22 January 2009 Edition
Seanna Walsh at 'Hunger' screening
OVER 200 people attended a special screening of Steve McQueen’s award-winning film, Hunger, in Hackney, east London, on 17 January. The screening was followed by a discussion led by republican former political prisoner Seanna Walsh, who spent 21 years in Long Kesh between 1973 and 1998.
Seanna, who now heads Sinn Féin’s Culture Department, argued that the decision taken by the British state in 1976 to end political status was part of a clear strategy to criminalise the republican struggle, with the British Government seeking to discredit the legitimacy of the aims of Sinn Féin amongst both British and Irish public opinion. However, the strength of public support for the Hunger Strikers – shown in particular by the election of Bobby Sands as MP for Fermanagh/South Tyrone during the Hunger Strike – meant their five demands were conceded by the British Government despite their refusal to formally recognise political status.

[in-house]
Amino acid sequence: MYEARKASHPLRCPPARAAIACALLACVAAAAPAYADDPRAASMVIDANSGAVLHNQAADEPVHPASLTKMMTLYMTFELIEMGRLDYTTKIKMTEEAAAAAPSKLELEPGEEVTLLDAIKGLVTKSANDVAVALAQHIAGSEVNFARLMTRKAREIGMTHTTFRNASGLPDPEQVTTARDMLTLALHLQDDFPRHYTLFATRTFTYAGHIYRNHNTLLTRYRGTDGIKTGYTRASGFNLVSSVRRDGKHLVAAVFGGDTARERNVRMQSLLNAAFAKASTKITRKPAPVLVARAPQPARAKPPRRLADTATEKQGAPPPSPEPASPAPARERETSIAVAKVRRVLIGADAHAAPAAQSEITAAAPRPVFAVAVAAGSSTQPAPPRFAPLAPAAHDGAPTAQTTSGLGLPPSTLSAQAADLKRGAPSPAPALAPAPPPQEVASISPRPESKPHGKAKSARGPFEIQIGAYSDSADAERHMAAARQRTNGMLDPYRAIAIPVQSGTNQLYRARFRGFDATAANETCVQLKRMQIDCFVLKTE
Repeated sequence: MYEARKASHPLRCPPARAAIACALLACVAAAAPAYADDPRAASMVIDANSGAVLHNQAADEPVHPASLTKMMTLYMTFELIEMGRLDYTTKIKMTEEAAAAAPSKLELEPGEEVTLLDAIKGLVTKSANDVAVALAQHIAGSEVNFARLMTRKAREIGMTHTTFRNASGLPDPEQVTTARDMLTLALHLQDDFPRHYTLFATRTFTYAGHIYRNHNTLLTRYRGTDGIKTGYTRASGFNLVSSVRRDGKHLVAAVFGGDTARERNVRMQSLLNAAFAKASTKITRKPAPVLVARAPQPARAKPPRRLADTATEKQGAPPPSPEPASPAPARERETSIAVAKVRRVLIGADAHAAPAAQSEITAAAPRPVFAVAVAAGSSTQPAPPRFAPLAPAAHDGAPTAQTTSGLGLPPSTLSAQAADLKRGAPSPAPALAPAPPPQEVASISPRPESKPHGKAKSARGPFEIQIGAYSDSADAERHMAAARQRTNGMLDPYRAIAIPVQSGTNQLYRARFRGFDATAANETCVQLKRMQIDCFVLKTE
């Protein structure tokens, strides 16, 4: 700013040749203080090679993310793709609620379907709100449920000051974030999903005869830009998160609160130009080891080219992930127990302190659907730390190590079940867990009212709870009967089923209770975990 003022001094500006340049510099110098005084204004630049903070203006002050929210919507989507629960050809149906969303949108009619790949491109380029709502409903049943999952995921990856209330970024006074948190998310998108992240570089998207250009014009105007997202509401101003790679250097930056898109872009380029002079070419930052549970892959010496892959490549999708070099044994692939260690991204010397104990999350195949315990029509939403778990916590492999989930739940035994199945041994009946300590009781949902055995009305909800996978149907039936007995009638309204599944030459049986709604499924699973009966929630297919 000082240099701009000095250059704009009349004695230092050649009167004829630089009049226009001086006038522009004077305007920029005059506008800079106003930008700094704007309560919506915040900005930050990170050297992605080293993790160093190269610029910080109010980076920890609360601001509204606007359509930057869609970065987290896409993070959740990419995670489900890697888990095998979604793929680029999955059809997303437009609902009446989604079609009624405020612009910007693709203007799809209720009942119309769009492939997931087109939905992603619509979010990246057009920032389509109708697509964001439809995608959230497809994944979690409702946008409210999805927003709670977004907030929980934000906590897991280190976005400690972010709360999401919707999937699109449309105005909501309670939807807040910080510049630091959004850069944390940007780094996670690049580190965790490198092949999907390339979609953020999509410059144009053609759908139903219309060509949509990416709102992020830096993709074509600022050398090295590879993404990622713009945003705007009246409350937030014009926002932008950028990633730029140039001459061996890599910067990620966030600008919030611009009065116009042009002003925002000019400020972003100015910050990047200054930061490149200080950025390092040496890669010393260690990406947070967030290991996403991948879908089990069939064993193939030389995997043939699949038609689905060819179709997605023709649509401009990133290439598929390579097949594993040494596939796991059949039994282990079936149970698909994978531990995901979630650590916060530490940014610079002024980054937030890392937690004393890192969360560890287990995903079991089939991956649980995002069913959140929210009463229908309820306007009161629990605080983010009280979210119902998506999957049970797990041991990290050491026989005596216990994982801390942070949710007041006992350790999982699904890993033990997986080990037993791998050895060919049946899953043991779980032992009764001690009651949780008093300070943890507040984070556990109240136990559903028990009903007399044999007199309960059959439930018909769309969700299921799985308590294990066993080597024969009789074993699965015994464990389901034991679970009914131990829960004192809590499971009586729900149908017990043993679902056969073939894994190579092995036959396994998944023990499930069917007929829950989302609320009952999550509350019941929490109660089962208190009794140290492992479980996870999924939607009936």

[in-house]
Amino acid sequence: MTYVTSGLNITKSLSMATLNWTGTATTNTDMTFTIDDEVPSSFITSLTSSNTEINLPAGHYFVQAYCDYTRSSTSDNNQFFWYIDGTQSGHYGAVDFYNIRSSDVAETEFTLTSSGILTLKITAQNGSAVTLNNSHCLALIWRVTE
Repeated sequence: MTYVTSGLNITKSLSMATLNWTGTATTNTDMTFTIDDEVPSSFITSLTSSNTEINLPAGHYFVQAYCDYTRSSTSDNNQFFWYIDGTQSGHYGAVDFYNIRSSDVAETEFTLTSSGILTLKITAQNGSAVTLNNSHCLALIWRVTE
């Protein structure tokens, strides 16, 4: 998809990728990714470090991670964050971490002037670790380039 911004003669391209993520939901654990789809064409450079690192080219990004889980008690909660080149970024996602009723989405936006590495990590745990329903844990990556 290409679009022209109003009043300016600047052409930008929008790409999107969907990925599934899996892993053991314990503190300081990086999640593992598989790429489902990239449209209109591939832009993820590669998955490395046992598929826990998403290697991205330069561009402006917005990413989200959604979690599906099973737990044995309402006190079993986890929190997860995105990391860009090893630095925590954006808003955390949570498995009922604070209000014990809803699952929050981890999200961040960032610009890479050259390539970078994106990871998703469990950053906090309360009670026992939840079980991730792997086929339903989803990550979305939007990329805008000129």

Bobby Sands’s election was also held up as a key turning point in the Republican Movement, and the development of a political strategy incorporating electoral campaigning. The success of this ultimately meant Britain had to abandon its criminalisation strategy and recognise Sinn Féin as a legitimate political force to be negotiated with. Tony Blair’s willingness to sit down with Sinn Féin to negotiate the Good Friday Agreement was acknowledgment of this political reality.
The discussion also touched on the conflict in Gaza when an audience member asked what lessons could be learned from Ireland. Seanna Walsh made the case that any solution required political pressure on Israel to commit to non-military means and a willingness to negotiate with Hamas as the elected representatives of the Palestinian people.